AT&T actively promotes online paperless billing and printing double-sided phone bills.

AT&T and The National Arbor Day Foundation received the Silver Cause Marketing Halo Award for Best Environmental/Wildlife Program in 2006. The honor was awarded in recognition of AT&T's successful eBill Paperless Program campaign with The National Arbor Day Foundation to encourage residential and small business customers to sign up for AT&T eBill service and promote tree planting.

AT&T Yellow Pages directories are printed on paper containing more than 40 percent post-consumer recycled content and are produced with an intent to be recycled. Books are recycled into new phone books, news print, cardboard boxes, compost, insulation and other household products.

More than 520,000 residential and small business customers responded to AT&T's pledge to donate $1 to The National Arbor Day Foundation for each customer who switched to paperless billing during the 2005 – 2006 campaign. From July 2005 through March 2006, monthly enrollments in AT&T”s eBill service increased 54 percent.

AT&T eBill service gives subscribers secure online access to current statements, payment options and archived account histories – virtually anytime, anywhere – for all services combined on their AT&T bill, including AT&T local, AT&T long distance, AT&T Yahoo!® High Speed Internet, AT&T | DISH Network satellite television and Cingular Wireless services. Enhanced features include the ability to view the name and contact information of dialed persons, as well as the option to sort statements by numbers called, length of call, place, date or cost.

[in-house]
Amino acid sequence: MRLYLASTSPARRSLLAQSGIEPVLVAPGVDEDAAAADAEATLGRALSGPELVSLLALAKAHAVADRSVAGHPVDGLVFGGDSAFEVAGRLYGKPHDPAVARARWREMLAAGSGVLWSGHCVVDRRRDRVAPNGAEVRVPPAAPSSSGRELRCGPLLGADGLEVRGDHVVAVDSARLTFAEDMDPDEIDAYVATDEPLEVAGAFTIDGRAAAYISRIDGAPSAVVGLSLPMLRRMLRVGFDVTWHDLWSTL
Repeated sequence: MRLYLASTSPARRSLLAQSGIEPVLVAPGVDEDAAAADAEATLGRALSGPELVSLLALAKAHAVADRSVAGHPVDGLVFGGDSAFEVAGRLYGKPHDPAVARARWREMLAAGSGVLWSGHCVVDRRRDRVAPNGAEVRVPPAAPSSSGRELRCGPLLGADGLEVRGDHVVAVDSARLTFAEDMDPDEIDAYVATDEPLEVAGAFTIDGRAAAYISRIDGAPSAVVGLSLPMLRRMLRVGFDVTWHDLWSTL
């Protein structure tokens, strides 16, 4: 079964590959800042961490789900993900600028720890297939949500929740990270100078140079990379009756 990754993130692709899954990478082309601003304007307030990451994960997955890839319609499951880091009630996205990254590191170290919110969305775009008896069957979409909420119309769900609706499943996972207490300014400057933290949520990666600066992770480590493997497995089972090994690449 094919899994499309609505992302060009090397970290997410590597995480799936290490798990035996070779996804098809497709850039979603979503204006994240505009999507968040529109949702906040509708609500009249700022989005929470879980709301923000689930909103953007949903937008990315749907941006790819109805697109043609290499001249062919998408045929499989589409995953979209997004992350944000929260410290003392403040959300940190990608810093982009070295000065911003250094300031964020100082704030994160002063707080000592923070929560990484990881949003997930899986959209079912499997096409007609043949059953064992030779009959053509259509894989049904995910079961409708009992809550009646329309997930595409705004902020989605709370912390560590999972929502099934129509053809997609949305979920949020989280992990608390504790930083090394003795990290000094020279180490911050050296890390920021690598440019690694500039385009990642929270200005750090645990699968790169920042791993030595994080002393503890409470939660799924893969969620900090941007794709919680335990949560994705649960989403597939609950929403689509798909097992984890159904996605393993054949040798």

Cingular Reuse and Recycle

Cingular has introduced a national recycling program, Cingular Reuse & Recycle, to help its customers play an important role in reducing waste. Through the Cingular Wireless Reuse & Recycle program, consumers are invited to bring unwanted wireless phones, Personal Data Assistants (PDAs), accessories and batteries (regardless of the manufacturer or carrier) to Cingular-operated stores and participating authorized dealer stores for recycling.